If you, like me, have not yet decided which candidate to support in the primaries and care deeply about their foreign policy positions, you may be interested in the series of articles that Foreign Affairs has been running since the summer. In each issue, a Democratic and a Republican candidate present their foreign policy platforms. It makes for interesting reading.
The two candidates on my short list, Obama and Clinton, took many of the same positions – multilateralism, participation in international institutions, engagement with China and Russia, military withdrawal from Iraq – but with rather different tones. While Obama emphasizes partnership over patronage as our mode of interaction with other states and seeks to pursue “the security and well-being of those who live beyond our borders” as the best means of ensuring American security and well-being, Clinton talks about “build[ing] the world we want,” and contrasts ideological decision-making with fact-driven analysis as our mode of determining our course of action. Obama calls upon the images of Roosevelt, Truman, and Kennedy as visions of inspired, world-changing leadership, while Clinton calls emphatically for “more than vision” in outlining her policy prescriptions.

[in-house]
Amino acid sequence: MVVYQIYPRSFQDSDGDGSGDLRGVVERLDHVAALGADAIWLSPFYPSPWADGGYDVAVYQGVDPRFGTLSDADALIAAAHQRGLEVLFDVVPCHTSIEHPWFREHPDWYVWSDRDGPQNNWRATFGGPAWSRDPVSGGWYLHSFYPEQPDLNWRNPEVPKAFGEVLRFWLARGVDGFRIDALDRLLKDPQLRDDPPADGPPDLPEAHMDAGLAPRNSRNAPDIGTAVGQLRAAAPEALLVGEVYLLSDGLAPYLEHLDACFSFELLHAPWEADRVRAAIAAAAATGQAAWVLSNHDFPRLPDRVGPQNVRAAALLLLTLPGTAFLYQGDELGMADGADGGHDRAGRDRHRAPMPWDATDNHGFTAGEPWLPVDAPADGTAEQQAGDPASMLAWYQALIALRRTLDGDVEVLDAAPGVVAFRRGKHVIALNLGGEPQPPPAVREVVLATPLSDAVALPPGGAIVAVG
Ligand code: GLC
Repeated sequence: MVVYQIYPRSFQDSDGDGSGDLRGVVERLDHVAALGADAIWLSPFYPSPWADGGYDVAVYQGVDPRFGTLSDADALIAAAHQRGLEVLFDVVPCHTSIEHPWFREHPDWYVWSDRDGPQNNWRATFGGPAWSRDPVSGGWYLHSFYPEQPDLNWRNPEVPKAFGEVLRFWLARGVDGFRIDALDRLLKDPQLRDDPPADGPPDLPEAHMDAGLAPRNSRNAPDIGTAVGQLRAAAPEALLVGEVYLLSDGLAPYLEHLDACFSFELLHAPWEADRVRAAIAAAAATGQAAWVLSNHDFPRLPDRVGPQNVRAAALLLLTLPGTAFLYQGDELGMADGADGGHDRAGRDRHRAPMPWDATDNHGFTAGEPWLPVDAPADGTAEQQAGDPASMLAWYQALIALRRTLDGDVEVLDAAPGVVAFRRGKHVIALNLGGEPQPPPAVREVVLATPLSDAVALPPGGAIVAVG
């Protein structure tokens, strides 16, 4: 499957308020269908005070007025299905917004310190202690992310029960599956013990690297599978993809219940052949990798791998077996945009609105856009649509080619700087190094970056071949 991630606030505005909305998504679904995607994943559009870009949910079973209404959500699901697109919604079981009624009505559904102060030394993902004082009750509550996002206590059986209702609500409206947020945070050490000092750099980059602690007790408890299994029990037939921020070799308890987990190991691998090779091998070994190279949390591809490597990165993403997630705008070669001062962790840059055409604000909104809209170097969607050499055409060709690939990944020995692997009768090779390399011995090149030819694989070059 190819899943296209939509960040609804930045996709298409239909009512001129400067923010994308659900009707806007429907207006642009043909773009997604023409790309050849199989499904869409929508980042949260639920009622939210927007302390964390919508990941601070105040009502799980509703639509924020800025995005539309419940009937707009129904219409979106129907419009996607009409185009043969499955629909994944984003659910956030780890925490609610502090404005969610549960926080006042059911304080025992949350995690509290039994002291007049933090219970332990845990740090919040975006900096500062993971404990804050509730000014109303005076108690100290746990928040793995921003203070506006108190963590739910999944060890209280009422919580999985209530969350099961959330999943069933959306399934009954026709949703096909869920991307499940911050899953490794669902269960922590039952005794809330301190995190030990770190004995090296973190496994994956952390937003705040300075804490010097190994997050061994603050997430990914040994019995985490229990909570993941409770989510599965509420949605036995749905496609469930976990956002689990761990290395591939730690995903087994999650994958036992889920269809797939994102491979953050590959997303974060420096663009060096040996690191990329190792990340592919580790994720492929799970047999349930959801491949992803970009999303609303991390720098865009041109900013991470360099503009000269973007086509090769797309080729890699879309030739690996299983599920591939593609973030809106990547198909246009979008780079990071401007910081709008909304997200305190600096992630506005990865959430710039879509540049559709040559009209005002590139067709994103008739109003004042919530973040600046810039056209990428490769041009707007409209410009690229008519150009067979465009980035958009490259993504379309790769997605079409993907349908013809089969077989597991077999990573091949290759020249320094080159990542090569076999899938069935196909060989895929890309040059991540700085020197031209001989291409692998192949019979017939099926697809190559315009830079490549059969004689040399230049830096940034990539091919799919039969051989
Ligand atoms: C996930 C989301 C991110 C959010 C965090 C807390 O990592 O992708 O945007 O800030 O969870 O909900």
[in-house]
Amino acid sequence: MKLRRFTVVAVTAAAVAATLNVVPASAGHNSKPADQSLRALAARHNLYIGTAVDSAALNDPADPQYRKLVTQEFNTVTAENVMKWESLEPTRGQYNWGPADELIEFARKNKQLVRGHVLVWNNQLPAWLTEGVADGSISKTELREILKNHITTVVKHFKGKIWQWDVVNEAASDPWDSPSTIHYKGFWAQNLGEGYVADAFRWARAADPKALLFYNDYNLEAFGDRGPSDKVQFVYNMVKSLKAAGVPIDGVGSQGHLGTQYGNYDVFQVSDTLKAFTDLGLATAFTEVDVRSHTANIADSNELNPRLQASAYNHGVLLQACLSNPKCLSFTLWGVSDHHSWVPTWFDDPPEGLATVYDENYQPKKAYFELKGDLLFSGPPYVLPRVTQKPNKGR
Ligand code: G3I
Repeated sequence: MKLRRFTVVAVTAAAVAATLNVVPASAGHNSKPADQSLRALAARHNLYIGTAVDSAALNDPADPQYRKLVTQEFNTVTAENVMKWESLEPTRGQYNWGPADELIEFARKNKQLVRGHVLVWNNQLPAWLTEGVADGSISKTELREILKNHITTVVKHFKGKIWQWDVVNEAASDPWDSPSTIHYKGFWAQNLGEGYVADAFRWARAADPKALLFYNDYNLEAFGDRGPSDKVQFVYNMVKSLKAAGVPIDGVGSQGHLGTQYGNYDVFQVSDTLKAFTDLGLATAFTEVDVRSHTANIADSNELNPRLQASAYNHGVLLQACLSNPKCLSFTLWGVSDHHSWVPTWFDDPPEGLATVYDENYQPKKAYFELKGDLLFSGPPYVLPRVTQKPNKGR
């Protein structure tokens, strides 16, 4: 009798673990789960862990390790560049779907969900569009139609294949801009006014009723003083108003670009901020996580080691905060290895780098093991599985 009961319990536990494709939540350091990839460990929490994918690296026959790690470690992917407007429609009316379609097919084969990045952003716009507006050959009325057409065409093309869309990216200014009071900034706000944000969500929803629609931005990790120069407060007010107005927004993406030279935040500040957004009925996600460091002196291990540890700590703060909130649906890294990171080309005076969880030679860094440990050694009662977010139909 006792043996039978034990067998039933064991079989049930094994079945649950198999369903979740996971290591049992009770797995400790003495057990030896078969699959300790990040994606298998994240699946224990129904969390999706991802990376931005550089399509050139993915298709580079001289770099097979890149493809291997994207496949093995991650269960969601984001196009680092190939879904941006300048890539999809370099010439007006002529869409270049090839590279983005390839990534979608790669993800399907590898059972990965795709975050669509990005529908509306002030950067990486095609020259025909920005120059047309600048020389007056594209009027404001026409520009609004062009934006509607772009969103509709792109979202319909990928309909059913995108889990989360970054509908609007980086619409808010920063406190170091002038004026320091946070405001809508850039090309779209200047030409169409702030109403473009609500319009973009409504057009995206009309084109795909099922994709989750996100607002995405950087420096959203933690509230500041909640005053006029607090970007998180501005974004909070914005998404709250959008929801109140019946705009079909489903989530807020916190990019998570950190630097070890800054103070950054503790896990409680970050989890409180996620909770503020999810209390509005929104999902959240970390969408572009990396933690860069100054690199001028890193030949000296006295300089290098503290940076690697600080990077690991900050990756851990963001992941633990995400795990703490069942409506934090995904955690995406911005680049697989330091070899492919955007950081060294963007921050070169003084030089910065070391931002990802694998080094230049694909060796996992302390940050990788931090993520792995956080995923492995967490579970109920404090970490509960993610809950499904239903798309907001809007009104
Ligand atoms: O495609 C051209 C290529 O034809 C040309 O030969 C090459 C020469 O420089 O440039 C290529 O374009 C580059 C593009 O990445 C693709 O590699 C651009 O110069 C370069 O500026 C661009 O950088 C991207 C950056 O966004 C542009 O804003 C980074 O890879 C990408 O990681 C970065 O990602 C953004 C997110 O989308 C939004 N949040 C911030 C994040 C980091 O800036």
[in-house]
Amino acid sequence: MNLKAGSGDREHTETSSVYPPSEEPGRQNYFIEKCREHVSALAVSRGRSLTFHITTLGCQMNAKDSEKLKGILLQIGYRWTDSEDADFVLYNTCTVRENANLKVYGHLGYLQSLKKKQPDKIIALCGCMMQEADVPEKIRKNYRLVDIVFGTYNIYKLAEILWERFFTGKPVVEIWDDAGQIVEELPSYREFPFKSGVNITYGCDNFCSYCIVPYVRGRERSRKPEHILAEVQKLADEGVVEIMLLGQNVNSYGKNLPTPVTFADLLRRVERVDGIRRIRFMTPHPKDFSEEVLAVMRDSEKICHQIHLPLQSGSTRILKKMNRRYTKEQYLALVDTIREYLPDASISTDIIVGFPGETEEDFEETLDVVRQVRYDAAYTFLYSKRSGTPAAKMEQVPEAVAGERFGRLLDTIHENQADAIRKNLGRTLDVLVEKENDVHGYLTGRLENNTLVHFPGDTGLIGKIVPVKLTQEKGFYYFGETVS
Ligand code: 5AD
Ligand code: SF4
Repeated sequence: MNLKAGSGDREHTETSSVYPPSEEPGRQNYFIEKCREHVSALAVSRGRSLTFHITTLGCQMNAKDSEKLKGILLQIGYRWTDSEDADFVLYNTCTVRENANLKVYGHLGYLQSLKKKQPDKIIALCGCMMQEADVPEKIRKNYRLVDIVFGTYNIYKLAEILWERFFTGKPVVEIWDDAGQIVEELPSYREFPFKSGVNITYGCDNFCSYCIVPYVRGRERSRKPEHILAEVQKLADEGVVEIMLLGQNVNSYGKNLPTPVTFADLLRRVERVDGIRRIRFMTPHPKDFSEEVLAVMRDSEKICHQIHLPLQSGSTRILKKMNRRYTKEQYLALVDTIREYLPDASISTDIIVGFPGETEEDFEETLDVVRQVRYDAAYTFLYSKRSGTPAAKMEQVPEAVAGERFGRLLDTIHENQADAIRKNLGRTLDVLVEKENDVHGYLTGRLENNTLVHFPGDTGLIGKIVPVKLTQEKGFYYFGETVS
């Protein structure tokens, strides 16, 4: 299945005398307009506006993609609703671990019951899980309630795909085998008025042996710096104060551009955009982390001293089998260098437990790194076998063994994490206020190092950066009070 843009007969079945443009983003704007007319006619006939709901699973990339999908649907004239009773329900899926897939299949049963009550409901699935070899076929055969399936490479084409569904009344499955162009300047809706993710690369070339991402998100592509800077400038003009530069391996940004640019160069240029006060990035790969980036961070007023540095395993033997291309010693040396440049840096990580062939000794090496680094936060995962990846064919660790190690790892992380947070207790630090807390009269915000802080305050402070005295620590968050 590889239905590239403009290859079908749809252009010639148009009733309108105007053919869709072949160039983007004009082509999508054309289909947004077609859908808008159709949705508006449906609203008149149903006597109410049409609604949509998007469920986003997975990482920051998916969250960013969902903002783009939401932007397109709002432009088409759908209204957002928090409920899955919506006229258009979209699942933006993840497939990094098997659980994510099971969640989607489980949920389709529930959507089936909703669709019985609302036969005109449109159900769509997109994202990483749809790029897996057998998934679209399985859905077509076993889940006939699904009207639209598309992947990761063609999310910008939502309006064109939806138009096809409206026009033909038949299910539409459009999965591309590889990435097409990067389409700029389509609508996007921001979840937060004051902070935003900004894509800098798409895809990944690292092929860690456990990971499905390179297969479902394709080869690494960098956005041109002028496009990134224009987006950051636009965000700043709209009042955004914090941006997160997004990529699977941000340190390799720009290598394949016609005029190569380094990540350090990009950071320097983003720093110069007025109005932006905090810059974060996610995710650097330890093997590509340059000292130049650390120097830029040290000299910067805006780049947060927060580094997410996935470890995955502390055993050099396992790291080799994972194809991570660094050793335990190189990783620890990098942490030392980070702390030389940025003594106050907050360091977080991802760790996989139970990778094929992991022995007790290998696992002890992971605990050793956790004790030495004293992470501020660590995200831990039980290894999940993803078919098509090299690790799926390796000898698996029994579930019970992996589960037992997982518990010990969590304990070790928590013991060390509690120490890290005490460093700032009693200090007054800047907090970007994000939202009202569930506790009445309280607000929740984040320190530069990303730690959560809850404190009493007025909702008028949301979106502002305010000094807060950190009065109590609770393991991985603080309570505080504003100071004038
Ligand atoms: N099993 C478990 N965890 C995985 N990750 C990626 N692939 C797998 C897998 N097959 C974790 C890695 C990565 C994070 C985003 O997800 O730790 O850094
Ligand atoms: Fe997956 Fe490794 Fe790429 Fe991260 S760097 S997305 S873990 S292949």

Of course, there’s more: check out Huckabee, McCain, Giuliani, Edwards, and Romney for the full array of would-be presidential views thus far.